Photographers and videographers at Oklahoma Sooner football games will have to live without a few extra comforts after a sideline collision shook up one of Oklahoma’s star players last week.
For OU’s final three home games this season, photographers will be required to have all equipment attached to their person, not lying on the ground or in bags nearby. Also, no tripods or monopods will be allowed, including monopods or stools photographers typically bring to sit on. Additionally, photographers will no longer be allowed to work in the southwest corner of Gaylord Family - Oklahoma Memorial Stadium near the visitors locker room.
The policy changes come after Sooners’ star wide receiver Sterling Shepard collided with Mike Simons, a photographer from the Tulsa World, in the Sooners’ loss to Kansas State on Saturday.
“As we are all keenly aware, the sidelines at Owen Field are extremely tight,” a University statement said. “In light of Sterling Shepard’s injury last Saturday and feedback from working media on the field and our staff,” OU has updated its stadium policies.
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We’ve all seen the scenario play out countless times at sporting events: A player moving at full speed makes a play near the sidelines and then goes crashing into the photographers standing nearby.
Fortunately, both parties usually bounce right up and dust themselves off, but not always. When Shepard was shaken up after making an all-out effort to reel in a touchdown pass in the back of the end zone, many blamed the photographer for being too close to the action and having too much gear sprawled out on the ground.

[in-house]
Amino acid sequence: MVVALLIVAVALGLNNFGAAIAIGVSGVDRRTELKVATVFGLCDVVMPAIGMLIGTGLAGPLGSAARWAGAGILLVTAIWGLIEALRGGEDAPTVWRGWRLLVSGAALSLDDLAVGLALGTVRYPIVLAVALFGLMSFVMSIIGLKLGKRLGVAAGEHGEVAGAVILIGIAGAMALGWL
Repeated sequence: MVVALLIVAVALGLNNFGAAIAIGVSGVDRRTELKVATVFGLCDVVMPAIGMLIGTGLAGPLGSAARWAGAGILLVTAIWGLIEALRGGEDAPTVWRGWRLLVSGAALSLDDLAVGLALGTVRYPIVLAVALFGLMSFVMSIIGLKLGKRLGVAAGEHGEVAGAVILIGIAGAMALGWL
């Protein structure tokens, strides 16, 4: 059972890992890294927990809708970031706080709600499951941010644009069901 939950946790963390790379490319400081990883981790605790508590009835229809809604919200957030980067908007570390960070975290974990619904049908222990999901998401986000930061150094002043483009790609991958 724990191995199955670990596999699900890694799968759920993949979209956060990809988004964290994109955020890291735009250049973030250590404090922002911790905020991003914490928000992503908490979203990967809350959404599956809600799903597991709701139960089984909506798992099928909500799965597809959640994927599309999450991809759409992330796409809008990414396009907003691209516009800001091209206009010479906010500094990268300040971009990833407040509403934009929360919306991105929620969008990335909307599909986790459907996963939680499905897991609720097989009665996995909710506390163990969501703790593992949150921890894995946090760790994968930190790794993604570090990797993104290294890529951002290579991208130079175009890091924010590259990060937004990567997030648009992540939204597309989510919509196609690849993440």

Oklahoma head coach Bob Stoops — probably a little touchy after his team lost its second game of the year — was among Simons’ loudest critics.
“Those people ought to be aware,” Stoops said when asked about photographers and videographers standing on the sidelines. “They’re not playing. Those people need to be gone or have one camera that you can leave with when you see something coming, not have three of them laying around and leave it on the ground and injure a player.”
After the collision, Shepard laid on the ground for several moments before getting up. He says he’s ok and has accepted Simons' apology which was published in the Tulsa World.
“I know he apologized,” Shepard said. “I’m a forgiving guy. I’m not going to hold a grudge or anything. It’s just one of those deals where you’ve gotta kind of be careful and those types of things. It could have maybe ended up worse than it was. But I’m feeling all right. Just bruised up a little bit.”
Shepard finished the game with 15 catches for 197 yards and a touchdown.
Simons wrote that he “felt horrible” that his gear caused Shepard pain. He also explained why he had so much gear with him:
“Some comments have been made about camera gear lying by my side. I have always felt that flat on the ground is the safest place for gear that isn’t being used at that particular moment. It is where most photographers keep their gear. It allows me to move out of a player’s way quickly. And there are no monopods (the metal poles on the bottom of our cameras) sticking up needlessly. It has worked perfectly for 26 years. On Saturday, while lined up with dozens of other photographers in the designated photo area, it didn’t.
The carnage from my end of this incident was that a Canon 400mm F 2.8 lens was broken in half. The lens sells for $10,499. It’s a lot of money, but nothing in comparison to a player’s safety.”
It’s an unfortunate situation for everyone involved. Shepard was hurt on the play, Simons is out an expensive piece of equipment, and all videographers and photographers will have to adjust to the new policies. Hopefully this prevents additional incidents in the future.